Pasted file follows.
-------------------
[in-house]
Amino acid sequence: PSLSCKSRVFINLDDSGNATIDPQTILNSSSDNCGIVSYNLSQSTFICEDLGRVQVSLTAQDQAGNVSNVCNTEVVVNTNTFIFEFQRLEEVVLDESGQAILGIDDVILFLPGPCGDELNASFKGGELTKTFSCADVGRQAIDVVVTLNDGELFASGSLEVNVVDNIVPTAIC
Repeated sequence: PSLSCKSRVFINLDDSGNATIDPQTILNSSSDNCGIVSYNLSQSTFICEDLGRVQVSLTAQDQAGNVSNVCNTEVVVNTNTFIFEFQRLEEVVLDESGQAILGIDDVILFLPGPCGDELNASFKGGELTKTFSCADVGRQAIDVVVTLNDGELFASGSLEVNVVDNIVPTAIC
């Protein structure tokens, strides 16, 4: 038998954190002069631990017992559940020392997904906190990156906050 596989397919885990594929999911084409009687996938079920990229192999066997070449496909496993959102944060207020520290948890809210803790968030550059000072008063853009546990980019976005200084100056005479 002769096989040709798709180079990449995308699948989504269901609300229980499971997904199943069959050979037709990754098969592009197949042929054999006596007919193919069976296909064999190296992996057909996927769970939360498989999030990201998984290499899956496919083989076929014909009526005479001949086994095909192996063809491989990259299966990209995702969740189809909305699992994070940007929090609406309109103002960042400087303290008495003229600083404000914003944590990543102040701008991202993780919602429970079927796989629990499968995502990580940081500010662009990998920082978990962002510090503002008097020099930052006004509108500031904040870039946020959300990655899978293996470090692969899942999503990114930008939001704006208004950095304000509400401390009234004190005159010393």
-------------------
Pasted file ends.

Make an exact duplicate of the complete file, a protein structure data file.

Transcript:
[in-house]
Amino acid sequence: PSLSCKSRVFINLDDSGNATIDPQTILNSSSDNCGIVSYNLSQSTFICEDLGRVQVSLTAQDQAGNVSNVCNTEVVVNTNTFIFEFQRLEEVVLDESGQAILGIDDVILFLPGPCGDELNASFKGGELTKTFSCADVGRQAIDVVVTLNDGELFASGSLEVNVVDNIVPTAIC
Repeated sequence: PSLSCKSRVFINLDDSGNATIDPQTILNSSSDNCGIVSYNLSQSTFICEDLGRVQVSLTAQDQAGNVSNVCNTEVVVNTNTFIFEFQRLEEVVLDESGQAILGIDDVILFLPGPCGDELNASFKGGELTKTFSCADVGRQAIDVVVTLNDGELFASGSLEVNVVDNIVPTAIC
């Protein structure tokens, strides 16, 4: 038998954190002069631990017992559940020392997904906190990156906050 596989397919885990594929999911084409009687996938079920990229192999066997070449496909496993959102944060207020520290948890809210803790968030550059000072008063853009546990980019976005200084100056005479 002769096989040709798709180079990449995308699948989504269901609300229980499971997904199943069959050979037709990754098969592009197949042929054999006596007919193919069976296909064999190296992996057909996927769970939360498989999030990201998984290499899956496919083989076929014909009526005479001949086994095909192996063809491989990259299966990209995702969740189809909305699992994070940007929090609406309109103002960042400087303290008495003229600083404000914003944590990543102040701008991202993780919602429970079927796989629990499968995502990580940081500010662009990998920082978990962002510090503002008097020099930052006004509108500031904040870039946020959300990655899978293996470090692969899942999503990114930008939001704006208004950095304000509400401390009234004190005159010393």